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NZ Petroleum Conference - highlights - Part 3

By Neil Ritchie

The latest Petroleum Blocks Offer, launched by Energy & Resources Minister Judith Collins at the NZ Petroleum Conference 2017 held in New Plymouth during March, contained few surprises.

Much of the 481,735 square kilometres that the government’s New Zealand Petroleum and Minerals (NZPAM) unit is opening up is once again in the frontier regions considered the most prospective for petroleum. This includes acreage in the Deepwater Taranaki, Northland-Reinga, Pegasus, East Coast, Canterbury and Great South geological basins. And, once again, this is essentially all offshore. 

And, as always, presently unallocated parts of offshore and onshore Taranaki – the country’s only proven petroleum province – are up for grabs.

However, the government is also opening up sparsely explored Southland, the first time such acreage has been included in a blocks offer.

“The Southland Basin is an onshore basin that is considered to have very similar geological characteristics to the Taranaki Basin and has been lightly explored for oil and gas . . . (and) current market conditions favour relatively low-cost onshore opportunities such as the Southland basin,” said Ms Collins.

As well, there is some shallow water acreage being offered up just off Hawke Bay.

The latest blocks offer follows extensive consultation with 146 iwi and hapū groups and 43 local councils and bids for the blocks that will close on September 6, according to Ms Collins.

And, as expected, Ms Collins was upbeat about the sector's potential, saying she expected New Zealand to continue to be well-placed to take advantage of the economic benefits of oil and natural gas exploration.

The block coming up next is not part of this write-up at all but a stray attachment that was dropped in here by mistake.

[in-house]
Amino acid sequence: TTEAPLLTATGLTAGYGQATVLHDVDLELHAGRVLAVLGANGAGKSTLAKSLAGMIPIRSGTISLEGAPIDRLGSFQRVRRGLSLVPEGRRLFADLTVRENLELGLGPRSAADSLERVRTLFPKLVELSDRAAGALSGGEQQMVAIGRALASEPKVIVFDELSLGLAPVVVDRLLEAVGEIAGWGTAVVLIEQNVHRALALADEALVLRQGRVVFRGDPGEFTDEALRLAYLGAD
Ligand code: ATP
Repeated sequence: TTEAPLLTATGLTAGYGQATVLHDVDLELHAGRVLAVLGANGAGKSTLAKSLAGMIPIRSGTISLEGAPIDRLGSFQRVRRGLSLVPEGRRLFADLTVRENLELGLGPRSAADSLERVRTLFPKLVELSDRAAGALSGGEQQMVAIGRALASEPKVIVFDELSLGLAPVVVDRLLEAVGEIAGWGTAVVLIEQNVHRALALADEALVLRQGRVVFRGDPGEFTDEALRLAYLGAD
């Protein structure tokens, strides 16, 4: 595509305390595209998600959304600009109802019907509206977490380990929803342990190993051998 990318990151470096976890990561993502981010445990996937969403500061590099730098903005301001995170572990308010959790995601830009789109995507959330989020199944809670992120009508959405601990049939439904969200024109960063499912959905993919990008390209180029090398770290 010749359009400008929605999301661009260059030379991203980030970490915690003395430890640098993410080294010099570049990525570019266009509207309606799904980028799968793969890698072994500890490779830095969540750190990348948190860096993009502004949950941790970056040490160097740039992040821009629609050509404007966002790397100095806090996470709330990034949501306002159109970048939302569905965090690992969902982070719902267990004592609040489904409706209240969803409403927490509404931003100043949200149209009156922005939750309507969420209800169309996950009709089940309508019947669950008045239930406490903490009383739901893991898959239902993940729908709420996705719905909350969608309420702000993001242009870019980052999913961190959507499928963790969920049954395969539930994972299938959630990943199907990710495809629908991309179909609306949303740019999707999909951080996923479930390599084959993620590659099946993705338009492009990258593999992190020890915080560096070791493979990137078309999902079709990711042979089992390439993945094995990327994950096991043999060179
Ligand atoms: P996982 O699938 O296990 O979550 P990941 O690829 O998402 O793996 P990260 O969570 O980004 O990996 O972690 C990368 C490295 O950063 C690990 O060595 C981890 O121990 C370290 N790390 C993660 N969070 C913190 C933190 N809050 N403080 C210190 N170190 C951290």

However, she did acknowledge the challenges the international industry is currently facing, with world oil supplies still exceeding demand and oil prices crumbling in recent years to a low of about $US30 per barrel though they are now trending upward to about $US50 per barrel or more.

The global sector was “having to downsize”, with a high level of merger and acquisition activity, particularly in New Zealand, though, the minister said this indicated a continued willingness to invest in the sector.

“The global exploration and production industry is cyclical - the low number of permits granted in last year's Block Offer reflects a significant downturn in the sector,” Ms Collins said, referring to the sole permit granted to perennial participant Todd Energy --- a 10-year onshore Taranaki licence inland of and east and south of New Plymouth.

A total of 45 new exploration permits have been awarded since 2012.

“However, activity in New Zealand and globally is expected to pick up as operator margins improve. The government will continue to ensure we reap the benefits of petroleum and mineral exploration while adhering to strong environmental and health and safety provisions,” she added.

The Minister said NZ's petroleum sector was small by global standards but nonetheless a significant contributor to this country’s economy. Between 2011 and 2015, oil companies invested $NZ7.7 billion in oil and gas exploration and production, while other parts of the economy also benefit from the sector's demand for goods and services.

And, she stressed that while New Zealand had 17 known petroleum basins, only Taranaki had so far produced any commercial discoveries, meaning “there is still potentially big potential (out there)”.


2017 Block Offer details here

2018 Block Offer nominations here